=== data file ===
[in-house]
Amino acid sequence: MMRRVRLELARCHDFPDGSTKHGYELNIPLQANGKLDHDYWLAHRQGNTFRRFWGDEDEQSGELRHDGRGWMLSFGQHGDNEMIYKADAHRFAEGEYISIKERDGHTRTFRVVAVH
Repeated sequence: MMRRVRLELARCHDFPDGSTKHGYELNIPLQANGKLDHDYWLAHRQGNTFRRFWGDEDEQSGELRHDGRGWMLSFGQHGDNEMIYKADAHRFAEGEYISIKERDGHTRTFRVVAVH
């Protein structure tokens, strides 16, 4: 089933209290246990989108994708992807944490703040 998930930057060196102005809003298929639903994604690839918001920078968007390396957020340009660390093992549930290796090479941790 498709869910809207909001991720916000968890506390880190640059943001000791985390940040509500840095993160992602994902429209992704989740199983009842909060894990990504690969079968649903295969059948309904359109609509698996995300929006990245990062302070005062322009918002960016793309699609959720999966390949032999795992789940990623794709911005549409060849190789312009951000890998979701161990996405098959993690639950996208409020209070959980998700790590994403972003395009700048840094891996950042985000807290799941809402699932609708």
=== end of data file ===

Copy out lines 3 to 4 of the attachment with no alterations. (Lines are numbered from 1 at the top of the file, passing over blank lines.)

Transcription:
Repeated sequence: MMRRVRLELARCHDFPDGSTKHGYELNIPLQANGKLDHDYWLAHRQGNTFRRFWGDEDEQSGELRHDGRGWMLSFGQHGDNEMIYKADAHRFAEGEYISIKERDGHTRTFRVVAVH
């Protein structure tokens, strides 16, 4: 089933209290246990989108994708992807944490703040 998930930057060196102005809003298929639903994604690839918001920078968007390396957020340009660390093992549930290796090479941790 498709869910809207909001991720916000968890506390880190640059943001000791985390940040509500840095993160992602994902429209992704989740199983009842909060894990990504690969079968649903295969059948309904359109609509698996995300929006990245990062302070005062322009918002960016793309699609959720999966390949032999795992789940990623794709911005549409060849190789312009951000890998979701161990996405098959993690639950996208409020209070959980998700790590994403972003395009700048840094891996950042985000807290799941809402699932609708």